Predictions torn up as Ukraine war sends inflation barrelling to double digit rise

Arcadis has become the next consultant to tear up its tender price forecasts from just a few weeks ago as the Ukraine war continues to send construction costs barrelling northwards.

The firm had predicted tender price rises this year of 5% for regional building and London building as recently as the spring.

But it has been forced to put the red ink through these forecasts and now says the rises for the two will be between 8% and 10% for the remainder of 2022.

russia oil

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Sanctions against Russia, including its oil industry, means energy costs have rocketed

The tender price forecast for national infrastructure has fared even worse with an anticipated rise of 6% in the spring now up to 10% - a two-thirds increase.

A year ago, in its summer 2021 report, Arcadis was predicting hikes this year of 3% for regional building, 3.5% for London building and 5% for infrastructure.

But it said Russia’s invasion of Ukraine at end of February almost immediately added between 3% and 5% to the cost of typical projects.

It added: “Although a big jump in steel prices grabbed the headlines in March, the broader impact of the crisis will be felt through sky-high energy costs, which disproportionately affect the construction materials supply chain. Prices are expected to remain high until the UK and European energy markets are retooled to be less dependent on Russian gas and oil.”

In its latest market report, for summer 2022, the firm said ongoing rising materials prices, labour shortages as well as the cost of transferring risk were also fuelling the spike.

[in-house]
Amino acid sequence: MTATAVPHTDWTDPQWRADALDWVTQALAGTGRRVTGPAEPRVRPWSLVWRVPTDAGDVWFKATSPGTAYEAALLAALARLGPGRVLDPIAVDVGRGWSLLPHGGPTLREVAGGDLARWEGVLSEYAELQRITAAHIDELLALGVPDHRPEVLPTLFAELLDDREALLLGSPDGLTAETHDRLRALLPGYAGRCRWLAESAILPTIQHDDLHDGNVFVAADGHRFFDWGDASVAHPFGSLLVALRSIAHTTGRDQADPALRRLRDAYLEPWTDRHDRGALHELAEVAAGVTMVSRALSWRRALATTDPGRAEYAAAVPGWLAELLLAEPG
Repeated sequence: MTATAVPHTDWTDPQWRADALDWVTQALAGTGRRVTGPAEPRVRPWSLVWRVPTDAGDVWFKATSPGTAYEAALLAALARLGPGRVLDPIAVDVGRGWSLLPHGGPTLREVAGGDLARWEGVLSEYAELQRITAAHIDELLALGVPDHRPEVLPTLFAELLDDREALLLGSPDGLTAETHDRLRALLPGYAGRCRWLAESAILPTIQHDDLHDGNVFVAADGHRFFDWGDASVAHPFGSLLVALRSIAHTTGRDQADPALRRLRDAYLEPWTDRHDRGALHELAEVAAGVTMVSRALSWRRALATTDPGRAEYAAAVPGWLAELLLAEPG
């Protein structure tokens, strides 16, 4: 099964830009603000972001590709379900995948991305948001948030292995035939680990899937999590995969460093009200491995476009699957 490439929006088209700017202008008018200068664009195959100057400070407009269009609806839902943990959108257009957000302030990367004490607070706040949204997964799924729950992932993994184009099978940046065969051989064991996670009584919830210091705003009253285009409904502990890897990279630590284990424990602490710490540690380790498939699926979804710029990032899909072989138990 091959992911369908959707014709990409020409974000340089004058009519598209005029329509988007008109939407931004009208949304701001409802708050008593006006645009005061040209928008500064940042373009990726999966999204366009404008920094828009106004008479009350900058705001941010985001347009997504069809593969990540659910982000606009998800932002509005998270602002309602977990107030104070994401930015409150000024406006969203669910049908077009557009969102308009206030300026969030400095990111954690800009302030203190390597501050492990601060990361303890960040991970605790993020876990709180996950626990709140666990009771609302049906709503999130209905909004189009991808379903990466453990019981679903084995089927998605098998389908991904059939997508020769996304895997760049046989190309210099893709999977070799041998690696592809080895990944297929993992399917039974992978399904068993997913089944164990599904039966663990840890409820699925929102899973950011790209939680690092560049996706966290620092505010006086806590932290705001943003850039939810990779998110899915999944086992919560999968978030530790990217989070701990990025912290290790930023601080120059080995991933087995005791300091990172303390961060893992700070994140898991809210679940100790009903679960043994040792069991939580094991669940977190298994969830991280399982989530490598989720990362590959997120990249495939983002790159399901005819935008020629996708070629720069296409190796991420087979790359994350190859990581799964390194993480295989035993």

The firm’s head of strategic research Simon Rawlinson said: “Shockwaves from the Ukraine war and the wider cost of living crisis [have] combined to threaten the return of stagflation, the potent combination of low growth and high inflation last seen in the 1970s.”

Contractors have been trying to mitigate the impact of the rises by pricing jobs above what clients are prepared to fork out.

But Arcadis said this was ensuring schemes were struggling to get off the ground: “Higher prices and difficulties in reaching terms that are acceptable to clients, contractors and funders mean that an increasing number of projects are being delayed.”

However, falling demand is expected to correct rocketing inflation and Arcadis said that “with growing evidence of [a] slowdown in the market, we do not believe that high levels of inflation will be sustained into next year”.

It said tender prices would fall back to rises of 2% to 3% for both regional and London building while infrastructure would drop to 4%.

Last week Mace said it had been forced to hike its tender price forecast for the rest of this year up by nearly half.

In its latest report for Q2, the firm said a string of factors, including the Ukraine war and China’s zero covid policy, had led it to conclude that tender prices will now go up from a previously forecast 5.5% to 8% - a rise of 45%.


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